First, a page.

Kokichi Sugihara is a Meiji University distinguished professor emeritus as well as a professor emeritus of the University of Tokyo. His research area is mathematical engineering. In his research on computer vision, he found a method for constructing 3D objects from “impossible figures,” and extended his research interest to human vision and optical illusion. Constructing mathematical models of human vision systems, he created various new impossible objects, and won the first prize three times (2010, 2013 and 2018) and the second prize twice (2015 and 2016) in the Best Illusion of the Year Contest.
What have you discovered recently that either surprised you or made you go “Wow”?
A heart mark formed by liquid in a special cup. It was served as an appetizer for a
dinner at a hot-spring hotel in a small mountain area in Japan, named Ginzan Onsen.
Can you tell me about your career from a mathematical engineer to award-winning optical illusion designer?
When I was young, I did research into computer vision, and one of my problems was to reconstruct 3D structures from 2D pictures. At that time I found an equation that represents the set of all possible 3D structures whose projections match a given picture. Using this equation, I found some “impossible figures” are not impossible, and extended my research interest to human vision and optical illusions. Using my equation, I constructed a mathematical model of the human vision system; I am still improving this model. My main inspiration to create new 3D illusions is based on this model. This model makes me able to predict what the human vision perceives when new 3D objects are shown. So I can search for objects whose perceived shapes are very different from the true shapes. This is my way to find new illusions.
The artist M. C. Escher has also inspired my work. He represented various impossible worlds by 2D pictures, which stimulated me to create 3D versions of impossible worlds.
What is the appeal of creating impossible motion and ambiguous solid illusions?
It is a great fun to create new types of 3D illusions myself, to show them to others and to surprise others. I am just enjoying myself with these research activities. As by products, those illusions show some psychological natures of our brains: our brains seem to prefer rectangular structure when interpreting 2D pictures; our brains ignore our knowledge about the true shape of the objects when interpreting 2D pictures (i.e., even after we understand the true shape of the object, we have the illusion again when we go back to the special viewpoint); some illusions are very strong so that binocular stereo does not work (i.e., some of illusions occur even we see the objects by our two eyes at a short distance.)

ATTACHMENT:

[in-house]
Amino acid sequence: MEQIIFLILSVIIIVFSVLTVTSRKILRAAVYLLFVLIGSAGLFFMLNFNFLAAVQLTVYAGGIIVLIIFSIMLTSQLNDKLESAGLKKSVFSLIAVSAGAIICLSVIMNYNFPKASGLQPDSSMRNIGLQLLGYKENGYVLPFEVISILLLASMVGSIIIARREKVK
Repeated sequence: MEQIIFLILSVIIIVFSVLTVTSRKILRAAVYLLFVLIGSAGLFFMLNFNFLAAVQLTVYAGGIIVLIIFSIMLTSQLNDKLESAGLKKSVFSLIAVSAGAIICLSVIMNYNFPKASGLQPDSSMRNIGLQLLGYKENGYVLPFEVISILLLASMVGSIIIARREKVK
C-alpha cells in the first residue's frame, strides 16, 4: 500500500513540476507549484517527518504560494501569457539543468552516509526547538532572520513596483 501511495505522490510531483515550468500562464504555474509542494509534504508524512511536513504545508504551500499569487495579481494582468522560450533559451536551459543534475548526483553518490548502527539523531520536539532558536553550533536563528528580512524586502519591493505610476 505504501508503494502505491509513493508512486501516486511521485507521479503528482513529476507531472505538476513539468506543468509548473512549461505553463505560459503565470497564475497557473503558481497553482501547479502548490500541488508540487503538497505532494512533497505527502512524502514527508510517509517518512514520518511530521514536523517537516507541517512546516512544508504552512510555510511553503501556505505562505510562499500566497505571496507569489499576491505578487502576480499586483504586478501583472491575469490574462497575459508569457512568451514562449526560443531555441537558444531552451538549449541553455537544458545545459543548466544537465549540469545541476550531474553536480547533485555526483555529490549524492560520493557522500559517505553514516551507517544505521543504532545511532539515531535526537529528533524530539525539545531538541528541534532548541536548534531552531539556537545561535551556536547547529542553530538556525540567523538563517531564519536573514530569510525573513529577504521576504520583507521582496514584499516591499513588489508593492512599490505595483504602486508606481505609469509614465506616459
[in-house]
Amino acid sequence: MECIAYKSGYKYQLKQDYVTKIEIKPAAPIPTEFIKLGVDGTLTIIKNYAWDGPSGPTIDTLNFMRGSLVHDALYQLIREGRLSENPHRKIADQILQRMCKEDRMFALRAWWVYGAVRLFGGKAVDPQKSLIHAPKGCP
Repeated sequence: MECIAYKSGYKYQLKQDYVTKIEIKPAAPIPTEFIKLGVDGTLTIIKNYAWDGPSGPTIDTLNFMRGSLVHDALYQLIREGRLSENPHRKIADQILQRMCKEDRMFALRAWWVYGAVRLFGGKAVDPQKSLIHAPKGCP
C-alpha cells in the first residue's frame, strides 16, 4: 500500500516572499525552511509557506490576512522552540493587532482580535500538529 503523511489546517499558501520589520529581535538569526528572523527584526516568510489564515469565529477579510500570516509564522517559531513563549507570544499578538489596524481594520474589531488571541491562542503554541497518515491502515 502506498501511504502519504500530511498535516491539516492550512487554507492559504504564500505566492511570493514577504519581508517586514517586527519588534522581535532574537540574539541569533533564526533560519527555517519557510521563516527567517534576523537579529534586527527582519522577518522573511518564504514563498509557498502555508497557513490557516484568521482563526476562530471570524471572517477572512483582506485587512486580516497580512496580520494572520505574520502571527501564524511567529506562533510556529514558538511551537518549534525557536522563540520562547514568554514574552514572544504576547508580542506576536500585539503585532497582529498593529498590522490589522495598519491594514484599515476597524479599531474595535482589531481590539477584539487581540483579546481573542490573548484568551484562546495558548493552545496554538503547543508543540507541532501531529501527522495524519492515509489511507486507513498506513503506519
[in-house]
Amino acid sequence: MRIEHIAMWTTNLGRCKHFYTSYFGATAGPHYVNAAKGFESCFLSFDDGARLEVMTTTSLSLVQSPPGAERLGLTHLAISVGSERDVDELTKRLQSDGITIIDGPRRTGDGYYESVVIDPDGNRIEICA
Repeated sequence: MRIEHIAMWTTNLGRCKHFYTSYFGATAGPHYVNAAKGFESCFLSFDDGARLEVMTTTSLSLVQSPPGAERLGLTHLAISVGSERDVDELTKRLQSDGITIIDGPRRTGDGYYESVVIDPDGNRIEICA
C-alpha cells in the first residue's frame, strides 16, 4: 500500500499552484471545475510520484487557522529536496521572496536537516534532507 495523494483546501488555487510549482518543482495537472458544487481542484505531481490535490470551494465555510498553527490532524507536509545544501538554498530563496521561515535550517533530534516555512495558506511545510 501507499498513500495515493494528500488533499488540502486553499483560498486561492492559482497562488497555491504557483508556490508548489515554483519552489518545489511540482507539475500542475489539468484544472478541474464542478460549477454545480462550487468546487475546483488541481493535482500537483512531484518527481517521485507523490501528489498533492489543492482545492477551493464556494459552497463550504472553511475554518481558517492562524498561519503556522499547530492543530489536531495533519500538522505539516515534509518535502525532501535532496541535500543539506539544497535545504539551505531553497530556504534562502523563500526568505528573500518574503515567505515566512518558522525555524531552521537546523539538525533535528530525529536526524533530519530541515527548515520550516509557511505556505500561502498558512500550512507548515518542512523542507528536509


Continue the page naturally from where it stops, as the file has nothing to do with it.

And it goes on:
Does all your work with illusions cause you to doubt your own senses?
Yes, I experience the illusions myself. I cannot correct my visual perception although I have been investigating those objects for more than 40 years. I believe that if I could correct my brain so that I could not see these illusions, I would have trouble in my daily life. This is because the nature of our vision system that has illusions is useful in ordinary lives.
Do you have a favourite illusion that you’ve created? Why was this?
An arrow that likes to face rightward. This is because the illusion is very strong. The illusion occurs even if we see this object by our two eyes at a short distance. (Many of my illusion objects only work when we see them with a single eye or when we see a photograph.)
I think you’re now on your 9th generation of impossible objects, how far do you think we can push our perception of reality?
I feel there must still be many other types of 3D objects whose behaviours appear to be impossible. I have concrete ideas about at least four more, although each requires a lot of time to develop computer programs for creation.
Has the invention of the 3D printer made a big difference to your work and what illusions can be made? And how does it feel to have your work being reproduced by 3D printers across the world?
Yes, definitely. In the early days, I made my computer draw the unfolded surfaces of the
computed objects and made paper models by cutting and gluing. So, I could make only
planar-face objects. Since 3D printers became available, I can design objects with curved
faces, and so the freedom in the design of illusion objects has been extended.
I am happy to learn that there are people who are interested in my illusions and who try
to experience the illusions themselves by reproducing the objects using 3D printers.
Matt notes… Inspired by these illusions I came up with a simple ambiguous solid made from a cardboard tube. See the video below of how to make you’re own.
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